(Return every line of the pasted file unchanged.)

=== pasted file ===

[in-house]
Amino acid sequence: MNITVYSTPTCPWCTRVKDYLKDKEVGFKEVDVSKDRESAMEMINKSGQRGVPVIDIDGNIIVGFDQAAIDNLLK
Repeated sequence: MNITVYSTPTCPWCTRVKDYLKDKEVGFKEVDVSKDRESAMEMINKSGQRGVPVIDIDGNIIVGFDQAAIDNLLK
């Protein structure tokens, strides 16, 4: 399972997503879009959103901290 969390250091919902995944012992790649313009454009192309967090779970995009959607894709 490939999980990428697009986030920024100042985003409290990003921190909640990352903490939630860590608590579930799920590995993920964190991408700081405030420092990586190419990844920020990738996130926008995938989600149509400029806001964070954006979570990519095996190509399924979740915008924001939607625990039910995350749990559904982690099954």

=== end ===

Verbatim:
[in-house]
Amino acid sequence: MNITVYSTPTCPWCTRVKDYLKDKEVGFKEVDVSKDRESAMEMINKSGQRGVPVIDIDGNIIVGFDQAAIDNLLK
Repeated sequence: MNITVYSTPTCPWCTRVKDYLKDKEVGFKEVDVSKDRESAMEMINKSGQRGVPVIDIDGNIIVGFDQAAIDNLLK
């Protein structure tokens, strides 16, 4: 399972997503879009959103901290 969390250091919902995944012992790649313009454009192309967090779970995009959607894709 490939999980990428697009986030920024100042985003409290990003921190909640990352903490939630860590608590579930799920590995993920964190991408700081405030420092990586190419990844920020990738996130926008995938989600149509400029806001964070954006979570990519095996190509399924979740915008924001939607625990039910995350749990559904982690099954």